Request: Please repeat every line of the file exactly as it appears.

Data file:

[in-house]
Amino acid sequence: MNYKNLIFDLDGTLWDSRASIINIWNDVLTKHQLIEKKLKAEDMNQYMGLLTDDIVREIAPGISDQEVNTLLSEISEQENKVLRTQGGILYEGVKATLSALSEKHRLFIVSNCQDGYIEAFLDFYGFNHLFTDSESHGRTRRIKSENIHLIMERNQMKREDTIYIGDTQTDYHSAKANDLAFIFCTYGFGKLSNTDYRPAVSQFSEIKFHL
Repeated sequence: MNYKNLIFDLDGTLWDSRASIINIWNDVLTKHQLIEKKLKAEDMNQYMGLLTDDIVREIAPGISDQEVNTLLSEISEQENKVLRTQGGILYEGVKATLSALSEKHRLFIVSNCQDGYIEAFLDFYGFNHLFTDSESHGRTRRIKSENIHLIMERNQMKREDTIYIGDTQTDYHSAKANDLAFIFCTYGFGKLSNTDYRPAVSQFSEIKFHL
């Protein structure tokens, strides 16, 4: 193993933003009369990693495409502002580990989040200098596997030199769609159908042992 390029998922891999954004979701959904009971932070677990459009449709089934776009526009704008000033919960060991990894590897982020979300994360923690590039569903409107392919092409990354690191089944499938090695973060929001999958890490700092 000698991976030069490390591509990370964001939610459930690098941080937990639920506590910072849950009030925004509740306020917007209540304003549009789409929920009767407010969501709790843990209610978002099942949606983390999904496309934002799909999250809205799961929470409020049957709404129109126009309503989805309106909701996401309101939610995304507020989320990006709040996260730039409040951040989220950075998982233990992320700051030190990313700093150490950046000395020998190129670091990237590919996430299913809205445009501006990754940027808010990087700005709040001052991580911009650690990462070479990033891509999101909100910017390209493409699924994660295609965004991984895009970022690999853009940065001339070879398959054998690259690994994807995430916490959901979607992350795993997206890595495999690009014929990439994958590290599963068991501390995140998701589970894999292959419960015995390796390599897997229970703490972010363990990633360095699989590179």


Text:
[in-house]
Amino acid sequence: MNYKNLIFDLDGTLWDSRASIINIWNDVLTKHQLIEKKLKAEDMNQYMGLLTDDIVREIAPGISDQEVNTLLSEISEQENKVLRTQGGILYEGVKATLSALSEKHRLFIVSNCQDGYIEAFLDFYGFNHLFTDSESHGRTRRIKSENIHLIMERNQMKREDTIYIGDTQTDYHSAKANDLAFIFCTYGFGKLSNTDYRPAVSQFSEIKFHL
Repeated sequence: MNYKNLIFDLDGTLWDSRASIINIWNDVLTKHQLIEKKLKAEDMNQYMGLLTDDIVREIAPGISDQEVNTLLSEISEQENKVLRTQGGILYEGVKATLSALSEKHRLFIVSNCQDGYIEAFLDFYGFNHLFTDSESHGRTRRIKSENIHLIMERNQMKREDTIYIGDTQTDYHSAKANDLAFIFCTYGFGKLSNTDYRPAVSQFSEIKFHL
């Protein structure tokens, strides 16, 4: 193993933003009369990693495409502002580990989040200098596997030199769609159908042992 390029998922891999954004979701959904009971932070677990459009449709089934776009526009704008000033919960060991990894590897982020979300994360923690590039569903409107392919092409990354690191089944499938090695973060929001999958890490700092 000698991976030069490390591509990370964001939610459930690098941080937990639920506590910072849950009030925004509740306020917007209540304003549009789409929920009767407010969501709790843990209610978002099942949606983390999904496309934002799909999250809205799961929470409020049957709404129109126009309503989805309106909701996401309101939610995304507020989320990006709040996260730039409040951040989220950075998982233990992320700051030190990313700093150490950046000395020998190129670091990237590919996430299913809205445009501006990754940027808010990087700005709040001052991580911009650690990462070479990033891509999101909100910017390209493409699924994660295609965004991984895009970022690999853009940065001339070879398959054998690259690994994807995430916490959901979607992350795993997206890595495999690009014929990439994958590290599963068991501390995140998701589970894999292959419960015995390796390599897997229970703490972010363990990633360095699989590179």